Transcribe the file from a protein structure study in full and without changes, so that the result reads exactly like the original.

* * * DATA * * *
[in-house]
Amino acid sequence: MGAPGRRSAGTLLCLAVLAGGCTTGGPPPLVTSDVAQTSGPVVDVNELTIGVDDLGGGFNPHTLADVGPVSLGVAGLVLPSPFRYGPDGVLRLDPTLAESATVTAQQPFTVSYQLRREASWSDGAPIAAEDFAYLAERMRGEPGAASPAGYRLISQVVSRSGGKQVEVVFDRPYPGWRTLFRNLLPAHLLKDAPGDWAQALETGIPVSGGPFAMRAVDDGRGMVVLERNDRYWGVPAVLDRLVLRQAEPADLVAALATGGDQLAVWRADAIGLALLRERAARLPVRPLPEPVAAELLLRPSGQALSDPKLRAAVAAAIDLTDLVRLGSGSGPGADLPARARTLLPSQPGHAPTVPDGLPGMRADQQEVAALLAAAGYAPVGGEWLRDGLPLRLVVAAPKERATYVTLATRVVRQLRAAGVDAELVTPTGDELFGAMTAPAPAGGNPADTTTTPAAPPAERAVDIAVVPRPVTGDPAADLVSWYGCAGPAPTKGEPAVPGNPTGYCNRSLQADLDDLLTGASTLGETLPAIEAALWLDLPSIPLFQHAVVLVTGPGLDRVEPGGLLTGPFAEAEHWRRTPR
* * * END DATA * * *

[in-house]
Amino acid sequence: MGAPGRRSAGTLLCLAVLAGGCTTGGPPPLVTSDVAQTSGPVVDVNELTIGVDDLGGGFNPHTLADVGPVSLGVAGLVLPSPFRYGPDGVLRLDPTLAESATVTAQQPFTVSYQLRREASWSDGAPIAAEDFAYLAERMRGEPGAASPAGYRLISQVVSRSGGKQVEVVFDRPYPGWRTLFRNLLPAHLLKDAPGDWAQALETGIPVSGGPFAMRAVDDGRGMVVLERNDRYWGVPAVLDRLVLRQAEPADLVAALATGGDQLAVWRADAIGLALLRERAARLPVRPLPEPVAAELLLRPSGQALSDPKLRAAVAAAIDLTDLVRLGSGSGPGADLPARARTLLPSQPGHAPTVPDGLPGMRADQQEVAALLAAAGYAPVGGEWLRDGLPLRLVVAAPKERATYVTLATRVVRQLRAAGVDAELVTPTGDELFGAMTAPAPAGGNPADTTTTPAAPPAERAVDIAVVPRPVTGDPAADLVSWYGCAGPAPTKGEPAVPGNPTGYCNRSLQADLDDLLTGASTLGETLPAIEAALWLDLPSIPLFQHAVVLVTGPGLDRVEPGGLLTGPFAEAEHWRRTPR